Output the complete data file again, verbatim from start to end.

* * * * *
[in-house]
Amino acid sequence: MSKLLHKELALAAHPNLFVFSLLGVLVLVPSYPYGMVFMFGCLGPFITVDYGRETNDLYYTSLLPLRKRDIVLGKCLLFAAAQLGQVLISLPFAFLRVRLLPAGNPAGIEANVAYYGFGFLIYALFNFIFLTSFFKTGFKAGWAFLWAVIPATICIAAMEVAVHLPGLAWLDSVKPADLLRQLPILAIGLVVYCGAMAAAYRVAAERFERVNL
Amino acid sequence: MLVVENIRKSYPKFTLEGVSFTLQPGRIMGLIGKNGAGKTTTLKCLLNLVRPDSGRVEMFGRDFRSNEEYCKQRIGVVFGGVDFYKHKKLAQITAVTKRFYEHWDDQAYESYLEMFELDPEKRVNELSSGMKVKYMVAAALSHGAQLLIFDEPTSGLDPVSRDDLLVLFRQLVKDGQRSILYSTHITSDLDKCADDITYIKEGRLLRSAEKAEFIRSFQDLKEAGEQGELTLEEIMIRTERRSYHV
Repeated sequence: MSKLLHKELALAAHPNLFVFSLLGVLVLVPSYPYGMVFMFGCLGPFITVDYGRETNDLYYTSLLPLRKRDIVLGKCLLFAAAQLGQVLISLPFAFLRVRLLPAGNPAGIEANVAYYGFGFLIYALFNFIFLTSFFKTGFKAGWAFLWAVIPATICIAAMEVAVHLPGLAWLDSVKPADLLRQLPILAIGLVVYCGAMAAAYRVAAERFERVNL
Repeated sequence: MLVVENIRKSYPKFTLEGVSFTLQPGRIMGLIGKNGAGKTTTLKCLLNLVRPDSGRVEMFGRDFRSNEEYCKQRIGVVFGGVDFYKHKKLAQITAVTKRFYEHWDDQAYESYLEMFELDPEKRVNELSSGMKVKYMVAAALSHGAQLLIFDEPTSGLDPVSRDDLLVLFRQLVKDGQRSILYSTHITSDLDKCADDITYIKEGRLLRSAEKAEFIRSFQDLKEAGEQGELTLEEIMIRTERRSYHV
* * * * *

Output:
[in-house]
Amino acid sequence: MSKLLHKELALAAHPNLFVFSLLGVLVLVPSYPYGMVFMFGCLGPFITVDYGRETNDLYYTSLLPLRKRDIVLGKCLLFAAAQLGQVLISLPFAFLRVRLLPAGNPAGIEANVAYYGFGFLIYALFNFIFLTSFFKTGFKAGWAFLWAVIPATICIAAMEVAVHLPGLAWLDSVKPADLLRQLPILAIGLVVYCGAMAAAYRVAAERFERVNL
Amino acid sequence: MLVVENIRKSYPKFTLEGVSFTLQPGRIMGLIGKNGAGKTTTLKCLLNLVRPDSGRVEMFGRDFRSNEEYCKQRIGVVFGGVDFYKHKKLAQITAVTKRFYEHWDDQAYESYLEMFELDPEKRVNELSSGMKVKYMVAAALSHGAQLLIFDEPTSGLDPVSRDDLLVLFRQLVKDGQRSILYSTHITSDLDKCADDITYIKEGRLLRSAEKAEFIRSFQDLKEAGEQGELTLEEIMIRTERRSYHV
Repeated sequence: MSKLLHKELALAAHPNLFVFSLLGVLVLVPSYPYGMVFMFGCLGPFITVDYGRETNDLYYTSLLPLRKRDIVLGKCLLFAAAQLGQVLISLPFAFLRVRLLPAGNPAGIEANVAYYGFGFLIYALFNFIFLTSFFKTGFKAGWAFLWAVIPATICIAAMEVAVHLPGLAWLDSVKPADLLRQLPILAIGLVVYCGAMAAAYRVAAERFERVNL
Repeated sequence: MLVVENIRKSYPKFTLEGVSFTLQPGRIMGLIGKNGAGKTTTLKCLLNLVRPDSGRVEMFGRDFRSNEEYCKQRIGVVFGGVDFYKHKKLAQITAVTKRFYEHWDDQAYESYLEMFELDPEKRVNELSSGMKVKYMVAAALSHGAQLLIFDEPTSGLDPVSRDDLLVLFRQLVKDGQRSILYSTHITSDLDKCADDITYIKEGRLLRSAEKAEFIRSFQDLKEAGEQGELTLEEIMIRTERRSYHV